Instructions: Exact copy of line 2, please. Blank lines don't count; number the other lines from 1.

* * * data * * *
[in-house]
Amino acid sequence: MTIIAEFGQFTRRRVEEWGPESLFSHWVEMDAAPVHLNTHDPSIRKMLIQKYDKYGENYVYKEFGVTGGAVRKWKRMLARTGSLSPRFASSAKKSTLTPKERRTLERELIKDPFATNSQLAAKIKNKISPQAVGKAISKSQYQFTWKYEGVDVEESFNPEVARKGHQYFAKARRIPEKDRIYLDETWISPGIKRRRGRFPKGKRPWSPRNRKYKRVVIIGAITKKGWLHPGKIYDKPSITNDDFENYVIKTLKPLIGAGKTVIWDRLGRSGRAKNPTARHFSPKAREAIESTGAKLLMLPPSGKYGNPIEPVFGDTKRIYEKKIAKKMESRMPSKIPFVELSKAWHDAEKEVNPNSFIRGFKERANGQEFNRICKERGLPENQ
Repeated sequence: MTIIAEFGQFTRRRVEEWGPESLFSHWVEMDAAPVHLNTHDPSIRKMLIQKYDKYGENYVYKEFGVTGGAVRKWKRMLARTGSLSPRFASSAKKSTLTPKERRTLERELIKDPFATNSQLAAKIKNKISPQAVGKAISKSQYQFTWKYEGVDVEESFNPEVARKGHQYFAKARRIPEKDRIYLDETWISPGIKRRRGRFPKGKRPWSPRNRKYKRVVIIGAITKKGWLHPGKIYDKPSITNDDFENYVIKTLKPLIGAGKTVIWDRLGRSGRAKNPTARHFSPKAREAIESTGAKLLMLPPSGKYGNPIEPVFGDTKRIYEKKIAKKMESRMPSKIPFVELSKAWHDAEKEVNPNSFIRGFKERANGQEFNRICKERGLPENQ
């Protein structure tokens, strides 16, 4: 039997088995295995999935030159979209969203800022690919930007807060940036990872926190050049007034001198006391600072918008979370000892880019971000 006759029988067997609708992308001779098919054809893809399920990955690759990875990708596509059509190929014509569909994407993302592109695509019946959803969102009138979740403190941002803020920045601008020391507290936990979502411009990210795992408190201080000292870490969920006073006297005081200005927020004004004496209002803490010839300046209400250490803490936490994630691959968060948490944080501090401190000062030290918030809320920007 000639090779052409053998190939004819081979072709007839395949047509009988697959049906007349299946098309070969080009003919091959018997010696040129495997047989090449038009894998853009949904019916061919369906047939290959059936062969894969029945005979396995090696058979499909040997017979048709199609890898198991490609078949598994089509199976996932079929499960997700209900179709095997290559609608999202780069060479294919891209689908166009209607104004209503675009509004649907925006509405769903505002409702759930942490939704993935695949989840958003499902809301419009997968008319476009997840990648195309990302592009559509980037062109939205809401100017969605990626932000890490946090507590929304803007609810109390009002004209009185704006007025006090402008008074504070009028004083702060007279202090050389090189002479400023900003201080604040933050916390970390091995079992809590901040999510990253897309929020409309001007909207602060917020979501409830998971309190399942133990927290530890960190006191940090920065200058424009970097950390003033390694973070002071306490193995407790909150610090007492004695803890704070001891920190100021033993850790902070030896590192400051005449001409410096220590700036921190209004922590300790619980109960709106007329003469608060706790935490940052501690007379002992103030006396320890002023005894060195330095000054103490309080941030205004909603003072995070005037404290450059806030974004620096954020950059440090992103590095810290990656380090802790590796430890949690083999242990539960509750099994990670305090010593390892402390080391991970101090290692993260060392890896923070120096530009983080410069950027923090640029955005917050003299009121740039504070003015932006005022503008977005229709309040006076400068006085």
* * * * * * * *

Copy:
Amino acid sequence: MTIIAEFGQFTRRRVEEWGPESLFSHWVEMDAAPVHLNTHDPSIRKMLIQKYDKYGENYVYKEFGVTGGAVRKWKRMLARTGSLSPRFASSAKKSTLTPKERRTLERELIKDPFATNSQLAAKIKNKISPQAVGKAISKSQYQFTWKYEGVDVEESFNPEVARKGHQYFAKARRIPEKDRIYLDETWISPGIKRRRGRFPKGKRPWSPRNRKYKRVVIIGAITKKGWLHPGKIYDKPSITNDDFENYVIKTLKPLIGAGKTVIWDRLGRSGRAKNPTARHFSPKAREAIESTGAKLLMLPPSGKYGNPIEPVFGDTKRIYEKKIAKKMESRMPSKIPFVELSKAWHDAEKEVNPNSFIRGFKERANGQEFNRICKERGLPENQ